An Unsustainable Situation

An Unsustainable Situation

October 3, 2022 in Charlie's Corner Harvest Time Newsletter

For the first time in two years, the need for food assistance has spiked back to pandemic levels highs because of the lingering effects of COVID-19. Now, families, businesses, and charities across the Ozarks suffer from inflation, high food prices, and the increased cost of living.

“Inflation is devastating to the budgets of families, seniors, and people just barely getting by: driving more and more of them to food banks and food pantries,” said Katie Fitzgerald, president and COO of Feeding America.

Ozarks Food Harvest is not immune from the pressures of inflation either. The Food Bank, and our network of community and faith-based charities, is experiencing an increased demand for services, similar to the peak demand experienced during the height of COVID-19. Despite working, many individuals and families struggle to put food on their tables.

While the need for food assistance has increased, Ozarks Food Harvest has simultaneously experienced declines in both revenue and food. All COVID-19 donations and grant cycles have run their course, as well as Federal Programs such as CRSSA and Build Back Better funding. Even without this funding, we continue to provide pandemic-level relief.

Additionally, The Emergency Food Assistance Program (TEFAP) commodities – a USDA program that purchases nutritious foods and gives them to states for distribution through charities – have rapidly declined. They have decreased overall by 41% or 4 million pounds year-over-year.

The Food Bank is working tirelessly to mitigate this TEFAP decrease by increasing food rescue efforts and purchasing additional pounds of food. Last year, Ozarks Food Harvest provided nearly 3.5 million pounds of purchased product to its network of community and faith-based charities to help supplement food inventory.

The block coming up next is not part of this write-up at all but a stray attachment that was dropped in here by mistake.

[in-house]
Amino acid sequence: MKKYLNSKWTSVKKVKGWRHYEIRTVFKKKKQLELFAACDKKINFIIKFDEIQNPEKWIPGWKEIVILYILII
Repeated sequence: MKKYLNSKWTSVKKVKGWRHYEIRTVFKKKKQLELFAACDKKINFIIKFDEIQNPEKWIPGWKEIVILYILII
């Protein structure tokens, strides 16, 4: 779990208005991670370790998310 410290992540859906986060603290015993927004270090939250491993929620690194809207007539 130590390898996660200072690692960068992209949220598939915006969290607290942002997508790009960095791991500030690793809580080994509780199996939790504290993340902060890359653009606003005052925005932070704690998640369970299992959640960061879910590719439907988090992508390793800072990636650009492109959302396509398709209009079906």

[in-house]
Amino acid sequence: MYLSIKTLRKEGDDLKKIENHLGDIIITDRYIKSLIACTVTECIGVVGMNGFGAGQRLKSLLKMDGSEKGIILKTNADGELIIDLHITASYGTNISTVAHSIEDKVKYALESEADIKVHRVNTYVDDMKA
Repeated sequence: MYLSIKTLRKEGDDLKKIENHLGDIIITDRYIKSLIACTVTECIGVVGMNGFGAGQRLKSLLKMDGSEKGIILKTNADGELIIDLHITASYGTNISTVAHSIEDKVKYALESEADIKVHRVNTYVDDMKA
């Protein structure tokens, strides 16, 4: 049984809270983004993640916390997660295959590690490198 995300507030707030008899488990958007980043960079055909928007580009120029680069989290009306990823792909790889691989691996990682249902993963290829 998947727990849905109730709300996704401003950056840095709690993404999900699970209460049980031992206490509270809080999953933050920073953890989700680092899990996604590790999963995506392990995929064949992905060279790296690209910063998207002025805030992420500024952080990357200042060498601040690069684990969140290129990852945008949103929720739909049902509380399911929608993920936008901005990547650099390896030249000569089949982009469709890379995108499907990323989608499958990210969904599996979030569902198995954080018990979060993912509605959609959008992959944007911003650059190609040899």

As you may recall, the break in supply chains meant that many food items were unavailable, too expensive, and/or had extremely long lead times. SGC Foodservice and Associated Wholesale Grocers, two of the largest grocery suppliers in the area, were forced to place items on “allocation”, which meant The Food Bank wasn’t able to purchase them in the quantities previously available.

Operating expenses have also increased. The overall cost to distribute food increased by 57% in the past three years alone.

This is not a long-term, sustainable situation. And it means that Ozarks Food Harvest’s work is more important now than ever. There are far too many hungry people in the Ozarks, and we need everyone to come to the table. If you are an individual or corporation, continue to support Ozarks Food Harvest; volunteer or donate, but get involved today. For the community of southwest Missouri, it is important to continue this good work.